Thu 7/30 6 PM
A plan for ocean protection
By Lance Morgan
Here in Sonoma County, we live a little closer to nature than many of our Bay Area neighbors. We know what it means to rely on the land - and the sea - for food, jobs and our quality of life. And we also know how vital tourist dollars are to our region's economy.
In our bucolic corner of the world, economic and environmental health go hand in hand. You can't pursue one at the expense of the other, and you can't bleed a resource dry without paying a high price in the long run. Ocean fish and wildlife off our coast are a renewable resource, but they're not infinite. We have to watch over them just as we proudly steward the lands of our Valley. With care, and with an eye for our future sustainability. Marine protected areas are like money in the bank. You invest a little now, watch it grow, and eventually you can live off the dividends. Makes sense to me.
I have lived and worked as a marine biologist in Sonoma for more than 20 years. I completed my Ph.D. at Bodega Marine Lab, and spent hundreds of hours underwater. I have enjoyed my own freshly caught rockfish, crabs and abalone, swum, dove, whale-watched, kayaked and explored tidepools, spending many enjoyable hours on the coast. I love this place, but I stopped fishing for rockfish after witnessing the declines firsthand. When it came time to develop an ocean health plan for the north central coast, California did something smart - they brought together the folks who know our ocean best and care about it the most.
I was one of these people. Along with fishermen, divers, scientists and conservationists we all worked together, albeit with some tense moments. But we all shared a common interest - more fish in the sea benefits all of us.
And I do mean everyone. The coastline is probably California's most recognized landmark. Our pocket beaches, rocky shore and kelp forests - our equivalent of coral reefs - draw visitors by the millions. And those people come expecting to see whales migrating, sea birds nesting, sea lions sunning. They may come to check out the amazing variety of tidepool life, like the 50 different species found by a marine biologist on a single intertidal rock at Coleman Beach, or they may come expecting to enjoy locally caught seafood.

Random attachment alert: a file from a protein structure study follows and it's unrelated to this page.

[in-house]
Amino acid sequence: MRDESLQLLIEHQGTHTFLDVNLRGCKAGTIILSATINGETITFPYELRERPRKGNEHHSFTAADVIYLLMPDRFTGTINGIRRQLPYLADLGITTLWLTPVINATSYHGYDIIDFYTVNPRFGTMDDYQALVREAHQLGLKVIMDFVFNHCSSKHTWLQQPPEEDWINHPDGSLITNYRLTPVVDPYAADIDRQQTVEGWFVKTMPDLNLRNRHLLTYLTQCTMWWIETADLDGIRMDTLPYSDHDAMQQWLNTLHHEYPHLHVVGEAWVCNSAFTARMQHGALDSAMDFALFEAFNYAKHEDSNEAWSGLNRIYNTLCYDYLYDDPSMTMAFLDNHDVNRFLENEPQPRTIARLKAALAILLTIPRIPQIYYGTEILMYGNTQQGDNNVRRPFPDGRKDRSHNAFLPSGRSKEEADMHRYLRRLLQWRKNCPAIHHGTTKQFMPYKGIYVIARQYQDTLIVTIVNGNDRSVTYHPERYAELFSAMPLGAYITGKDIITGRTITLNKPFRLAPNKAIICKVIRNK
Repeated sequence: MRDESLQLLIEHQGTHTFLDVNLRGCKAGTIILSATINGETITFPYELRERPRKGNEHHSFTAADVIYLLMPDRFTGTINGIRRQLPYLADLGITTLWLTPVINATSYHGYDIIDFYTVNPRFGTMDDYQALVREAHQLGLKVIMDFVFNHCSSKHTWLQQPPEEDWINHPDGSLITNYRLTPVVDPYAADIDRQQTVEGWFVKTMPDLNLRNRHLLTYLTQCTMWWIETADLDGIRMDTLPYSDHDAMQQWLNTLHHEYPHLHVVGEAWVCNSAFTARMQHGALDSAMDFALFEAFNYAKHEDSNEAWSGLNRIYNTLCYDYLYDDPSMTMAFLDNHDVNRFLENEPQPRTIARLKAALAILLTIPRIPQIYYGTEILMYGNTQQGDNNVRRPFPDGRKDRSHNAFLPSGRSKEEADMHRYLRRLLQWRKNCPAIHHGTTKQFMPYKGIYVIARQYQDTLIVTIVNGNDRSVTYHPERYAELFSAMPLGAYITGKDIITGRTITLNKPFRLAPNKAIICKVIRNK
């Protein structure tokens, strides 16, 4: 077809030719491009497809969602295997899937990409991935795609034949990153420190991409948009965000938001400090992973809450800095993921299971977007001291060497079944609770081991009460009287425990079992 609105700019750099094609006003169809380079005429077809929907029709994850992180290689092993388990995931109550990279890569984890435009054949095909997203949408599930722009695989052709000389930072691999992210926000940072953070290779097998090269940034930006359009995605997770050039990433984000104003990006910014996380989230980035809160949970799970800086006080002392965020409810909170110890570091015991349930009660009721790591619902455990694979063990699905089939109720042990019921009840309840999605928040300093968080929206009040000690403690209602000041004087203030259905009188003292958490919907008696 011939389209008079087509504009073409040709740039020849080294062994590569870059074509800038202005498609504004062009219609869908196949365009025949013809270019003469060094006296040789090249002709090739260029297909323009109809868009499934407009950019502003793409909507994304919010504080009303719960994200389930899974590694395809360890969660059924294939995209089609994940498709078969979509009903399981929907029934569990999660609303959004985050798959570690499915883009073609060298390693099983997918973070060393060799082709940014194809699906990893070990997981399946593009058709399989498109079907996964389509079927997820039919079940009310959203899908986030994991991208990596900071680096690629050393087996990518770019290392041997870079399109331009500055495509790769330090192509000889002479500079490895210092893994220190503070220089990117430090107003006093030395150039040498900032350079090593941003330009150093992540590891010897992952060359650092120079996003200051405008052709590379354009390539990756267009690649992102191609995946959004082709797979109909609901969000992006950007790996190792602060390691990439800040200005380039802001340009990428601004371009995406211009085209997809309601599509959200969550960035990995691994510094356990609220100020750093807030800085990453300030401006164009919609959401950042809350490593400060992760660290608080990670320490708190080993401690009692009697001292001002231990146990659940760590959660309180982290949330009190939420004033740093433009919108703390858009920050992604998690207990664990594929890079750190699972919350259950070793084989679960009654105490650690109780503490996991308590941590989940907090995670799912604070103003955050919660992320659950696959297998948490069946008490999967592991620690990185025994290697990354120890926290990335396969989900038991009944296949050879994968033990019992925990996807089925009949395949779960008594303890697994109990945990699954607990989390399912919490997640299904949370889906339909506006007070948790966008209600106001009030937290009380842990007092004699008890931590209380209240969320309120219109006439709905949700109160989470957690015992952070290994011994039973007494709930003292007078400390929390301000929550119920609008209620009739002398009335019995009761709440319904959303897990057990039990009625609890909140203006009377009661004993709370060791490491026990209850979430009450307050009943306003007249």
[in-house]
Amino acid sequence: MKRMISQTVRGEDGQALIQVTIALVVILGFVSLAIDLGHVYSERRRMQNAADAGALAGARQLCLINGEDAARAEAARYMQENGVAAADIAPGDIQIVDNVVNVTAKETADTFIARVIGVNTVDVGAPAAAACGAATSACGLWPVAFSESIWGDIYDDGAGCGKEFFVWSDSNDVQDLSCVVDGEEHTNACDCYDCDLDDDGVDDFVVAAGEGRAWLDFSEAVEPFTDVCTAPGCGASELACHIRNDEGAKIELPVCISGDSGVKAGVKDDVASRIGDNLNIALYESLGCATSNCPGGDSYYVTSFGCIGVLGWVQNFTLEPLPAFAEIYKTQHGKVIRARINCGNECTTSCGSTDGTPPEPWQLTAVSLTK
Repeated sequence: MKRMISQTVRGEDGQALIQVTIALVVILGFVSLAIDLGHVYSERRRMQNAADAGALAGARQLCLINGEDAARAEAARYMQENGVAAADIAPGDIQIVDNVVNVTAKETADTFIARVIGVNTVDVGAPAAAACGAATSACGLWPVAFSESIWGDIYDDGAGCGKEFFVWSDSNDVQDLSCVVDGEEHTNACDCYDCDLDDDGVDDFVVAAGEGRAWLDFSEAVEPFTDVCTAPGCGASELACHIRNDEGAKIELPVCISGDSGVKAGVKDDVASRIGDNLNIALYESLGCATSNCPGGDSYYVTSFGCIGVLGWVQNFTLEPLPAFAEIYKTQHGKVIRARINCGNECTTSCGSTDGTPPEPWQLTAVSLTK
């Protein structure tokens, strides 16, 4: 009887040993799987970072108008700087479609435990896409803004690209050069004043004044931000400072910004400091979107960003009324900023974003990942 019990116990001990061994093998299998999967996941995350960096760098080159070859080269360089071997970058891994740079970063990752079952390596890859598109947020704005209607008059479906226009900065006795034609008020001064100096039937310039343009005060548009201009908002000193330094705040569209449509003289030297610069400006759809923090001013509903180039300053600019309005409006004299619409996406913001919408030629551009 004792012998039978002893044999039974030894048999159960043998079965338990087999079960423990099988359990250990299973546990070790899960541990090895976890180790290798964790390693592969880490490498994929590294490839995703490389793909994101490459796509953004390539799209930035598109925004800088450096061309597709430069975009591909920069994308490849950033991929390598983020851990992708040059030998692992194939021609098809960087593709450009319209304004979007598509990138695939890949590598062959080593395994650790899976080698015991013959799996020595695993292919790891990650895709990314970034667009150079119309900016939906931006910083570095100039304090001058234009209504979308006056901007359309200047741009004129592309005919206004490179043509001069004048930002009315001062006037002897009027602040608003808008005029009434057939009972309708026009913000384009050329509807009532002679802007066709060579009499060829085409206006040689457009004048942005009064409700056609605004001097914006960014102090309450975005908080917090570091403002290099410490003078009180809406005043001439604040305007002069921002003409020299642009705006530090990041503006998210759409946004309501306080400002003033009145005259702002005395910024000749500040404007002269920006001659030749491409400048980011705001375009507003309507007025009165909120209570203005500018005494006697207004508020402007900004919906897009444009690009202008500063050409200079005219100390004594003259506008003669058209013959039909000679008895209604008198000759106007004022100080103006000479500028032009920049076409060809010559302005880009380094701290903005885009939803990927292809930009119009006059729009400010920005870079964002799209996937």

A well-designed network of marine protected areas will ensure those experiences are available to our kids and grandkids. And they'll ensure that tourist dollars keep coming into the north coast, and local fishermen have something to catch.
On Aug. 5, the state Fish and Game Commission is expected to adopt a compromise plan for ocean protection called the Integrated Preferred Alternative. It is based in the best available science, and draws from proposals that fishermen and conservationists created. It's not exactly what either side had in mind at the outset, but it will protect key habitat areas like the Farallon Islands and Fisk Mill Cove while leaving almost 90 percent of the coast open for fishing.
This compromise plan is the result of nearly two years of public meetings and careful study. It was created to meet the needs of this diverse community, from hotel owners to abalone divers. And designed to minimize short-term economic impacts while delivering maximum conservation value.
Almost every square mile of ocean contains someone's favorite fishing grounds. And no one wants to give up an area they like to fish. But if we don't set aside parts of the coastline as safe havens for sea life and habitat, our kids - and my son - aren't likely to experience the wonder of a vibrant Sonoma coast.
Scientists have already documented huge drops in fish size and abundance; economic data tells the same story. Each year, there are fewer vessels, fewer processors, and less revenue generated from fisheries off our coast. We have to turn this thing around, and the only way to do it is to start thinking about tomorrow today.
A science-based network of marine protected areas can help restore ocean ecosystems that are under pressure from climate change, fishing and a variety of other human impacts. It will improve the health of one of this region's most valuable economic and environmental resources.
That strikes me as a very good investment indeed. I hope my friends and neighbors will join me in supporting the Integrated Preferred Alternative plan for our region's ocean health.
And I hope the Fish and Game Commission will respect the wisdom of us local folks who helped design it.
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Lance Morgan, Ph.D., is a biologist and vice president for Science at the Marine Conservation Biology Institute. He is a 20-year resident of Sonoma Valley.